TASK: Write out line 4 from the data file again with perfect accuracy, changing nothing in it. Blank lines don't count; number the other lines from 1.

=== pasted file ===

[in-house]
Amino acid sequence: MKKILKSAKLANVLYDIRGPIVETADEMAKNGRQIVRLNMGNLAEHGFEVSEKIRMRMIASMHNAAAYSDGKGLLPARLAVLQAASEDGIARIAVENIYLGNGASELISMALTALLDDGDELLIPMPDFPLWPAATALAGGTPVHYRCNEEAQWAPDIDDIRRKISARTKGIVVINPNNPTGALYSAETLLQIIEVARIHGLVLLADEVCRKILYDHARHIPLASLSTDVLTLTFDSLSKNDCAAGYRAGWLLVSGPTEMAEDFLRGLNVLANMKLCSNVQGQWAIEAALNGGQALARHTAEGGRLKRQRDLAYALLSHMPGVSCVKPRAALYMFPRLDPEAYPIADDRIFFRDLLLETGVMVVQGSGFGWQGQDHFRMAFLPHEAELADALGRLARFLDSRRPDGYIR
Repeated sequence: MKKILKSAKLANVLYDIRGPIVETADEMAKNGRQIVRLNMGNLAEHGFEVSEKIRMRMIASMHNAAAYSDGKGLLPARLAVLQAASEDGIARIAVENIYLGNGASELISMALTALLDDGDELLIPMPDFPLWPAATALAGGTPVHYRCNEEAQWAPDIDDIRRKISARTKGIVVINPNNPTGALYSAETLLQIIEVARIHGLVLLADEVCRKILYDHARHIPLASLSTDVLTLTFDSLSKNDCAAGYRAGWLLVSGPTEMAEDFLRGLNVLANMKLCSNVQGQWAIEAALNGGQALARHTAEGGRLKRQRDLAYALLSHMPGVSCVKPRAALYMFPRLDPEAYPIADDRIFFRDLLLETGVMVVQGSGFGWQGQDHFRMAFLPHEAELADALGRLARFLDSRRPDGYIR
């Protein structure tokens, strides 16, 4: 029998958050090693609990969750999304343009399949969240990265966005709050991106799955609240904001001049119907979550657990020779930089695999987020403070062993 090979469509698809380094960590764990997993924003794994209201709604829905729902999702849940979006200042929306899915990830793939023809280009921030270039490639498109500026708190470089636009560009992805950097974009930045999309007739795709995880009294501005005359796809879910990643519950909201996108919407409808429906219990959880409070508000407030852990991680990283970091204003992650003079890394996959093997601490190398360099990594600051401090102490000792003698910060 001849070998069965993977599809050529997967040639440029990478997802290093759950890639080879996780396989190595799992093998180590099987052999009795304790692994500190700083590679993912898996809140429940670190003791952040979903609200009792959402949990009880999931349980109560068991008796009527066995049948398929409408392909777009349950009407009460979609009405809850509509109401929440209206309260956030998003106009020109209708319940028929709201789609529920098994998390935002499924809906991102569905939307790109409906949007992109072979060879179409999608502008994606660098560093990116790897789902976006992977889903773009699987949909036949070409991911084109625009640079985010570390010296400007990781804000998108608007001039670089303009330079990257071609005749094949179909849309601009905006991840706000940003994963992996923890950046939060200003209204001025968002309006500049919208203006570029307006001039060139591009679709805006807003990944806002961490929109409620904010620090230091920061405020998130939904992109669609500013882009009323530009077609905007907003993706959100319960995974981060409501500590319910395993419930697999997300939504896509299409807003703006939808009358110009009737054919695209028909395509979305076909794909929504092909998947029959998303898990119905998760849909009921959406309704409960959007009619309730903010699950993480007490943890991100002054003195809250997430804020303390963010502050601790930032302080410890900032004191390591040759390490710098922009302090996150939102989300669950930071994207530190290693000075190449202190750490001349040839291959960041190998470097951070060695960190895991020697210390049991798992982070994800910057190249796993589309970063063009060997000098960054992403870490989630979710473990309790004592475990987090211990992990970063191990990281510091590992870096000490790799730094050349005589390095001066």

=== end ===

């Protein structure tokens, strides 16, 4: 029998958050090693609990969750999304343009399949969240990265966005709050991106799955609240904001001049119907979550657990020779930089695999987020403070062993 090979469509698809380094960590764990997993924003794994209201709604829905729902999702849940979006200042929306899915990830793939023809280009921030270039490639498109500026708190470089636009560009992805950097974009930045999309007739795709995880009294501005005359796809879910990643519950909201996108919407409808429906219990959880409070508000407030852990991680990283970091204003992650003079890394996959093997601490190398360099990594600051401090102490000792003698910060 001849070998069965993977599809050529997967040639440029990478997802290093759950890639080879996780396989190595799992093998180590099987052999009795304790692994500190700083590679993912898996809140429940670190003791952040979903609200009792959402949990009880999931349980109560068991008796009527066995049948398929409408392909777009349950009407009460979609009405809850509509109401929440209206309260956030998003106009020109209708319940028929709201789609529920098994998390935002499924809906991102569905939307790109409906949007992109072979060879179409999608502008994606660098560093990116790897789902976006992977889903773009699987949909036949070409991911084109625009640079985010570390010296400007990781804000998108608007001039670089303009330079990257071609005749094949179909849309601009905006991840706000940003994963992996923890950046939060200003209204001025968002309006500049919208203006570029307006001039060139591009679709805006807003990944806002961490929109409620904010620090230091920061405020998130939904992109669609500013882009009323530009077609905007907003993706959100319960995974981060409501500590319910395993419930697999997300939504896509299409807003703006939808009358110009009737054919695209028909395509979305076909794909929504092909998947029959998303898990119905998760849909009921959406309704409960959007009619309730903010699950993480007490943890991100002054003195809250997430804020303390963010502050601790930032302080410890900032004191390591040759390490710098922009302090996150939102989300669950930071994207530190290693000075190449202190750490001349040839291959960041190998470097951070060695960190895991020697210390049991798992982070994800910057190249796993589309970063063009060997000098960054992403870490989630979710473990309790004592475990987090211990992990970063191990990281510091590992870096000490790799730094050349005589390095001066």